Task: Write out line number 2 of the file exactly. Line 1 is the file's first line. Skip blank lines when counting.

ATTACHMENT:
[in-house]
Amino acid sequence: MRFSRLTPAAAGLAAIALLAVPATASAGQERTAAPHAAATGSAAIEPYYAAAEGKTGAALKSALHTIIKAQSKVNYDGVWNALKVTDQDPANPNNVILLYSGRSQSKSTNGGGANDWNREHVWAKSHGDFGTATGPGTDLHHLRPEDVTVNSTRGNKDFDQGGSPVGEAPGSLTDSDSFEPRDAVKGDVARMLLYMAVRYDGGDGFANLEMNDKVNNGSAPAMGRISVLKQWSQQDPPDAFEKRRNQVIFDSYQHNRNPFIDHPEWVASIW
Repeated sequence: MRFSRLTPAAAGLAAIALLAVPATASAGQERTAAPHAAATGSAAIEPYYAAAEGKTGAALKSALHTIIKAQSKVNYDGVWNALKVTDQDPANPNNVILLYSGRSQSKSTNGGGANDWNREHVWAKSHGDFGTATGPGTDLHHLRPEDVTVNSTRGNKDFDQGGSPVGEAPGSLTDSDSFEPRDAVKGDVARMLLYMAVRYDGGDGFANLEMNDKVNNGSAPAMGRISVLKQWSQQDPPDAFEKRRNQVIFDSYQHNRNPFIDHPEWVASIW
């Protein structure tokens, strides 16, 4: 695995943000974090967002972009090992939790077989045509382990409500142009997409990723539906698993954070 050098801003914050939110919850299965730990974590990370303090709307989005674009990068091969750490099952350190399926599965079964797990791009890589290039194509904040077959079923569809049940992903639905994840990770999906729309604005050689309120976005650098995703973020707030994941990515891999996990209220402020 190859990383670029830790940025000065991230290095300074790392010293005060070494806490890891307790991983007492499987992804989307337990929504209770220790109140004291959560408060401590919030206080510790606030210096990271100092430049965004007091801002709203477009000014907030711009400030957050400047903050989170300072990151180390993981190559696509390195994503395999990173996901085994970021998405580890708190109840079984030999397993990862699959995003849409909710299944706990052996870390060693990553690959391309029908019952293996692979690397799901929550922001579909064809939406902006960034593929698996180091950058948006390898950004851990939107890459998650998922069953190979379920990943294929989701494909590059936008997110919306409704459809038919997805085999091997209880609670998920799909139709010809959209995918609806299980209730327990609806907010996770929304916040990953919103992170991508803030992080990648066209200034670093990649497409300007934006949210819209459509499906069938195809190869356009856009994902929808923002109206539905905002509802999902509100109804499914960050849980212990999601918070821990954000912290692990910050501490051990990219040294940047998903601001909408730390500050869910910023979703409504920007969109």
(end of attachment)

Amino acid sequence: MRFSRLTPAAAGLAAIALLAVPATASAGQERTAAPHAAATGSAAIEPYYAAAEGKTGAALKSALHTIIKAQSKVNYDGVWNALKVTDQDPANPNNVILLYSGRSQSKSTNGGGANDWNREHVWAKSHGDFGTATGPGTDLHHLRPEDVTVNSTRGNKDFDQGGSPVGEAPGSLTDSDSFEPRDAVKGDVARMLLYMAVRYDGGDGFANLEMNDKVNNGSAPAMGRISVLKQWSQQDPPDAFEKRRNQVIFDSYQHNRNPFIDHPEWVASIW